Prior to their romantic involvement, he considered himself one of her closest friends. As such, he was privy to the information surrounding her lost childhood. The death of her parents, getting lost in the foster care system, living on the streets, and the losses of her friends culminated to make her familiar with misfortune and heartbreak. Added to this were her own traumatic experiences at the hands of people who seemed to share his father’s stance that all mutants should be eradicated. Most people, understandably, would be forever haunted by these events—even to the point of developing some kind of maladaptive pattern behavior to deal with the pain, such as substance abuse or other forms of self-harm. It was amazing to find her as well adjusted, as she seemed.
Throughout their friendship, Bobby watched Jubilee further hone coping mechanisms to deal with these sad and scarring episodes. However, the quick wit and cheerful smiles she often used did not truly mask her vulnerability. There were times when he could detect glimpses of fragility she fought so hard to hide. During these rare moments, her innocence washed away the street-smart credibility she sometimes flaunted. Being one of the few people who actually witnessed this facet to her personality, Bobby had the feeling that this was the true Jubilee.
Deep down, there was also a part of her that was eager to please other people, ranging from Logan to the Professor. It was these aspects of Jubilee that made Bobby so wary of having his father meet her. In spite of her cheerful and seemingly relaxed attitude, the young girl was entering the situation, hoping to make a good impression on the elder Drake. Granted, she could have defended herself in a more demonstrative manner, but she was in an impossible situation. Immediately, Bobby feared she was setting herself up for failure, especially given his father’s previous responses.
When their meeting did not go smoothly, there was a part of Bobby that felt responsible for the disappointment he saw in her eyes. He was the one who brought her to his home, like a lamb to the slaughter. Furthermore, it was I his /I father who insulted her, made her feel like less than a person. In a way, Bobby believed there was more he could have done to prevent what happened. He was supposed to be looking out for her, and he had failed—miserably. Even now, he could still hear the sadness in her voice from dinner reverberating in his head.
In the days following the dinner incident, he tried to talk with her about what happened. He apologized profusely in order placate the disappointment in her lovely face. While Jubilee was no Opal, he could see his father’s demeanor genuinely affected her. There were no threats to break things off. Instead, she was devastatingly understanding about what happened. She dismissed his attempts at atonement. She told him that there was nothing for Bobby to apologize for. She held him close to her as they slept in the guest room in that embrace he knew was only reserved for him.
All of this only served to exacerbate his guilt and increased his sense of inadequacy.
You should have been safe from him. I should have protected you...
Yet, despite Jubilee’s forgiving front, something had changed. He could pick up on it almost instantly. While subtle, the shift was unnerving nonetheless. He supposed he was anxious due to the fact that he could not place his finger as to what it was, but was able to cite the available evidence at hand.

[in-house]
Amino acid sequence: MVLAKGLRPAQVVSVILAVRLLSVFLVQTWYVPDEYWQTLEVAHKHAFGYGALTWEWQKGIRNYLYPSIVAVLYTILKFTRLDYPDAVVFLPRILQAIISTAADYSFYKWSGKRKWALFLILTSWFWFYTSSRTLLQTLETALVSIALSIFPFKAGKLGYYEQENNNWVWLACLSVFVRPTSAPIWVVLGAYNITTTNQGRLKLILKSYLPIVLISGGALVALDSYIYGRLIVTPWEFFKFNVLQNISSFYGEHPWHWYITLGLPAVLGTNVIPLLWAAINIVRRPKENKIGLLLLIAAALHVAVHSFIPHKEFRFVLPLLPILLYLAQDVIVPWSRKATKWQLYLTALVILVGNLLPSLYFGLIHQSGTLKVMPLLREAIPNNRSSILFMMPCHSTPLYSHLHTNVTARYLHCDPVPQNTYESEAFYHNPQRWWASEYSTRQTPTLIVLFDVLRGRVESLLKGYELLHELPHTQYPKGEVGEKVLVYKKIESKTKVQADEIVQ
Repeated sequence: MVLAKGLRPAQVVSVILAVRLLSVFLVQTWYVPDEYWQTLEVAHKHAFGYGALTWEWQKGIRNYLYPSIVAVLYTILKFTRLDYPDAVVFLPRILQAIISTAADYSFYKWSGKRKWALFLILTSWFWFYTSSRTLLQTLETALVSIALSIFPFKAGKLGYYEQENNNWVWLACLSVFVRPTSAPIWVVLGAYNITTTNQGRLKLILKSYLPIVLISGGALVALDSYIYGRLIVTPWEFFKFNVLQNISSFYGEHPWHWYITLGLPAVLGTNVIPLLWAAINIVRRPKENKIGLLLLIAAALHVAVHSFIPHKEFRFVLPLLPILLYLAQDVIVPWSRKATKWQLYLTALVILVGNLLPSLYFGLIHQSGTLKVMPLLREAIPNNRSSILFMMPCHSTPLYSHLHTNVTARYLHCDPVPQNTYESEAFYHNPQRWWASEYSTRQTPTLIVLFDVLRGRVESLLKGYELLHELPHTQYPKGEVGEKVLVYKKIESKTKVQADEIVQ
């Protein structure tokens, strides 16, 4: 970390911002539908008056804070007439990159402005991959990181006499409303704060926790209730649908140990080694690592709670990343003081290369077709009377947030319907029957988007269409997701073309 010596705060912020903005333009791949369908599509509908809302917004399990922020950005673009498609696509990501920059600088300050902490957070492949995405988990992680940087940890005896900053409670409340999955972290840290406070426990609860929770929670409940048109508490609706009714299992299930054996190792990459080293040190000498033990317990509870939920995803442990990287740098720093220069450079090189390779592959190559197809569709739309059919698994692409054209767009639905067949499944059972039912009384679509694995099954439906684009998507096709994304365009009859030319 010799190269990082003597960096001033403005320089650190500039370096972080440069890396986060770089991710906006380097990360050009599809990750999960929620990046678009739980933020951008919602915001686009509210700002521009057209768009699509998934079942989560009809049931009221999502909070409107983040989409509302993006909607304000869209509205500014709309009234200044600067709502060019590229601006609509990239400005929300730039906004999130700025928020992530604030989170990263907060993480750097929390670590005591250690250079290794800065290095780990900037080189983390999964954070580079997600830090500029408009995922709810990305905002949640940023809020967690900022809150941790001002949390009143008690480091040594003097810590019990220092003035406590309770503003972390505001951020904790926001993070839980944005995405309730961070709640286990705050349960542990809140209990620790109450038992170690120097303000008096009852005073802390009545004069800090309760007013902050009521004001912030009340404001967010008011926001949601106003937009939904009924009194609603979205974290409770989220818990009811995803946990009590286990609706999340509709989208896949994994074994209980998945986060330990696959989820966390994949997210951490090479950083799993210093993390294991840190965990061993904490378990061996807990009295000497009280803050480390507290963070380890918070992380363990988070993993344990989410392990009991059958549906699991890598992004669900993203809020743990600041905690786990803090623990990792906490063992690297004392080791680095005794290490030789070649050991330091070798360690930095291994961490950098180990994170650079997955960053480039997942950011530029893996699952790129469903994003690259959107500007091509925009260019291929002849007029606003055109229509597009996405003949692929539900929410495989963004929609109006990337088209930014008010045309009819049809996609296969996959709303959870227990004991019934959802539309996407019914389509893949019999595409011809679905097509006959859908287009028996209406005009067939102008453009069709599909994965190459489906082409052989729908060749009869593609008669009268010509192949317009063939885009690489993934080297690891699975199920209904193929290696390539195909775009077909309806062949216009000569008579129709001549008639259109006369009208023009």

First, there was an awkward tension that drifted in the room whenever Jubilee and Bill were present at the same time. Not even Maddy’s attempts to dissipate things were effective. The two of them acted as if they were embarrassed to speak with or cast a glance at one another. Under the circumstances, this was understandable. As Bobby observed them, he was wracked with the suspicion that the strain was not from the Thanksgiving dinner conversation.
Second, his tries to get her to talk to him about what happened between her and his father found her uncharacteristically shying away from. Yes, she did dismiss Bobby’s earlier attempts at fervent apologies. However, this was different. Jubilee would immediately change the subject. If he were holding her, she would pull away from his arms and quickly come up with an excuse to leave him. The apparent skittishness on her part was similar to her behavior during when she and Alex had their misunderstanding. There was something she definitely wanted to confide in him, but for some reason, she was holding herself back. He could not help but be somewhat upset by this since he believed that they had made strides in their communication.
Frustrated and confused, Bobby came to the conclusion that these two pieces of information were related in some way. He was at a loss as to where this idea came from, but was convinced that it was not totally unfounded. Unfortunately for him, neither party involved was divulging much.
“Penny candy for your thoughts?” Jean’s soothing voice inquired. She grinned at him, waving crystal-cut candy in the palm of her hand.
Startled, Bobby nearly jumped. Had he been in a more carefree mood, he would have cracked a joke about Jean being able to read them for free. Deciding against that option, he put on a nervous grin. “Depends how good they are,” he commented, eyeing the cellophane-wrapped treats with mock caution. His gray eyes twinkled as he took one from her.
The statuesque redhead gave him a wary smile, noticing something seemed to be amiss with her friend. “Supposedly the best on the East coast,” she replied.
He unwrapped the piece of candy, stuffing the wrapper in his coat pocket and popping the sugary treat into his mouth. The cool flavor of spearmint flooded his mouth immediately. Nodding his approval, he asked, “Stocking stuffers for the kids and teachers?”